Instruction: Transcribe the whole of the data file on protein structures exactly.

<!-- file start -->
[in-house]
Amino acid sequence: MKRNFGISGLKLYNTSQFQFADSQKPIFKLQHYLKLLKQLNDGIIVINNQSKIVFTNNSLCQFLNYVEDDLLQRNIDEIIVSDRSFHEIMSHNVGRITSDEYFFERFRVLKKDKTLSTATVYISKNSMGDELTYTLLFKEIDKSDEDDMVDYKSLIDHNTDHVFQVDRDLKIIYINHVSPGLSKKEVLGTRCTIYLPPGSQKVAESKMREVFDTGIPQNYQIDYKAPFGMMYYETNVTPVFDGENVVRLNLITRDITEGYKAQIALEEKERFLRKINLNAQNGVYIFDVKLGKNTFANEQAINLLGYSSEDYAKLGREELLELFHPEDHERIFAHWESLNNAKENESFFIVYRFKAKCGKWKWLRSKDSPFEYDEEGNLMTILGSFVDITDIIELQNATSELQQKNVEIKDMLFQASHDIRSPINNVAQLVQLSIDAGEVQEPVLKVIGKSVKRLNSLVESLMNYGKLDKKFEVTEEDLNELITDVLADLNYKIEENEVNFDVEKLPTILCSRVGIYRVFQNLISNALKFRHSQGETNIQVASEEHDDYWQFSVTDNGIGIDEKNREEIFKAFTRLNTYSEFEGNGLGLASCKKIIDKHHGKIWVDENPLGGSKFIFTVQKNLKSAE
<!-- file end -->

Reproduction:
[in-house]
Amino acid sequence: MKRNFGISGLKLYNTSQFQFADSQKPIFKLQHYLKLLKQLNDGIIVINNQSKIVFTNNSLCQFLNYVEDDLLQRNIDEIIVSDRSFHEIMSHNVGRITSDEYFFERFRVLKKDKTLSTATVYISKNSMGDELTYTLLFKEIDKSDEDDMVDYKSLIDHNTDHVFQVDRDLKIIYINHVSPGLSKKEVLGTRCTIYLPPGSQKVAESKMREVFDTGIPQNYQIDYKAPFGMMYYETNVTPVFDGENVVRLNLITRDITEGYKAQIALEEKERFLRKINLNAQNGVYIFDVKLGKNTFANEQAINLLGYSSEDYAKLGREELLELFHPEDHERIFAHWESLNNAKENESFFIVYRFKAKCGKWKWLRSKDSPFEYDEEGNLMTILGSFVDITDIIELQNATSELQQKNVEIKDMLFQASHDIRSPINNVAQLVQLSIDAGEVQEPVLKVIGKSVKRLNSLVESLMNYGKLDKKFEVTEEDLNELITDVLADLNYKIEENEVNFDVEKLPTILCSRVGIYRVFQNLISNALKFRHSQGETNIQVASEEHDDYWQFSVTDNGIGIDEKNREEIFKAFTRLNTYSEFEGNGLGLASCKKIIDKHHGKIWVDENPLGGSKFIFTVQKNLKSAE